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J. Louise Makary
This Is Where Wool Comes From
May 1 - 31 2015

J. Louise Makary works with video and performance to explore issues of control in interpersonal relationships, in social systems, and in the construction of cinematic media itself.

The choreographic vocabulary of a sheep being sheared provides the foundation in This Is Where Wool Comes From (2015) for a loose fictional narrative that confuses the roles of dominance, empathy, and passivity.

In conventional shearing, the shearer catches a sheep from the pen and removes its wool in a standardized set of movements designed to immobilize the animal and keep it calm to avoid marks and cuts from the shears. The shorn sheep is released through a chute in the floor or an opening in a wall. The animal appears to be calm, but studies show a spike in levels of sheep’s cortisol, or stress hormone, during shearing. Using two human performers (Makary and transgender filmmaker Madsen Minax) and charged mise-en-scène elements, This Is Where Wool Comes From begins as a dramatization of that experience before unfolding into a dance of aggression and tenderness that questions the degree to which we are complicit in our victimhood.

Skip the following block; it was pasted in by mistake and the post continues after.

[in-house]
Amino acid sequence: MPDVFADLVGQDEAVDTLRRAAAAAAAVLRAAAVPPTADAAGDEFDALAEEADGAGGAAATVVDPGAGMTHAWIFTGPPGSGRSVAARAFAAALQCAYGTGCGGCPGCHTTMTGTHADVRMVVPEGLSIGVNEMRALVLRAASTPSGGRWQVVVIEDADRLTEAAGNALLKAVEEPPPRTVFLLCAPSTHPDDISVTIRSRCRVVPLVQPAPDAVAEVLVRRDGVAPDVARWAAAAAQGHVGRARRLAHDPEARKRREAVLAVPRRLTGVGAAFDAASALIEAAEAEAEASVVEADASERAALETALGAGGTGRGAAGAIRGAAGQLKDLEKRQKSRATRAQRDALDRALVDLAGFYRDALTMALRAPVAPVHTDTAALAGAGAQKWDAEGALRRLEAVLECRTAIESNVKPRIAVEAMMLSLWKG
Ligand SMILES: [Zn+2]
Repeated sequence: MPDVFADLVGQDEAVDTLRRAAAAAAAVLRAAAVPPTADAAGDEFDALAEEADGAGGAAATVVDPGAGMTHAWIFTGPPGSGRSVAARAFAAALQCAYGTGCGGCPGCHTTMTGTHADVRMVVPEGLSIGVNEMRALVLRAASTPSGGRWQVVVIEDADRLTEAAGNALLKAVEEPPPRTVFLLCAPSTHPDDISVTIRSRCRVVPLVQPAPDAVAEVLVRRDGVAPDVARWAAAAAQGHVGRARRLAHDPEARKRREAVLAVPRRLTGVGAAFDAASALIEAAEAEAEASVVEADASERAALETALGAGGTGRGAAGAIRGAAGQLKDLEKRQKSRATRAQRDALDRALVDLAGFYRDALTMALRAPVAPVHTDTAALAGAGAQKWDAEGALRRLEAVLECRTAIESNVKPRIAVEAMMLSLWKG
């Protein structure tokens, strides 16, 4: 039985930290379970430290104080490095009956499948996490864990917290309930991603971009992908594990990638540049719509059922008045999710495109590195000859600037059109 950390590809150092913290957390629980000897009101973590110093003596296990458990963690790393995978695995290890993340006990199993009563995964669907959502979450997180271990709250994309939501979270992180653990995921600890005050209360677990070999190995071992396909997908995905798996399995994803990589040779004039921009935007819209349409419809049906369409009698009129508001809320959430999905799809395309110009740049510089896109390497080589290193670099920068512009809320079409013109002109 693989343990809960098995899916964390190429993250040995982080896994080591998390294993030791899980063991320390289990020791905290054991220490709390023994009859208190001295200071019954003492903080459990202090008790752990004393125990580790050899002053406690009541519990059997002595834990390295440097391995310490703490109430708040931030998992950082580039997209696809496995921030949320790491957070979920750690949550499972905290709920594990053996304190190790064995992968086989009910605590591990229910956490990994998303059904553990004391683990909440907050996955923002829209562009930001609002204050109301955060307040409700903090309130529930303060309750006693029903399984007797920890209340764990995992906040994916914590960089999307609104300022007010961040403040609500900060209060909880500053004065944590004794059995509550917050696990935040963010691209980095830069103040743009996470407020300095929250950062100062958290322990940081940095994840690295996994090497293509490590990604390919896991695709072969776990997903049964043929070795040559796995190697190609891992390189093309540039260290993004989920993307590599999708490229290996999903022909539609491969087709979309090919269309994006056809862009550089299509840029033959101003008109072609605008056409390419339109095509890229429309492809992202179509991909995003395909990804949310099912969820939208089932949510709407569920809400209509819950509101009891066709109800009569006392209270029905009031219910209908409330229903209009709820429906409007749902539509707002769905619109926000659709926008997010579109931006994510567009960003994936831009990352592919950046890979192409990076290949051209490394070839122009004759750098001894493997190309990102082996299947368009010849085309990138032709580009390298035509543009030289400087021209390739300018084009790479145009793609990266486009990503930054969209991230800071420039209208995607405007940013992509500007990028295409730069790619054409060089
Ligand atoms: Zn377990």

Directed and edited by J. Louise Makary
Choreographed and performed by Madsen Minax and J. Louise Makary
Shot in Skowhegan, Maine

Camera: Willie Stewart
Location Audio: Danny Carroll and Alejandro T. Acierto
Color: David Scott Kessler
Sound Design and Mix: John Baker

J. Louise Makary lives and works in Philadelphia. She was named a Pew Fellow in the Arts in 2013 and attended the Skowhegan School of Painting and Sculpture in 2014. Her work has been shown at the Institute of Contemporary Art, the Icebox Project Space, and Slought Foundation in Philadelphia, SPACES in Cleveland, and the American Dance Festival in Durham, among other venues. She earned her MFA from Temple University in 2013.

Review by Ryan McCartney in Title Magazine, online here.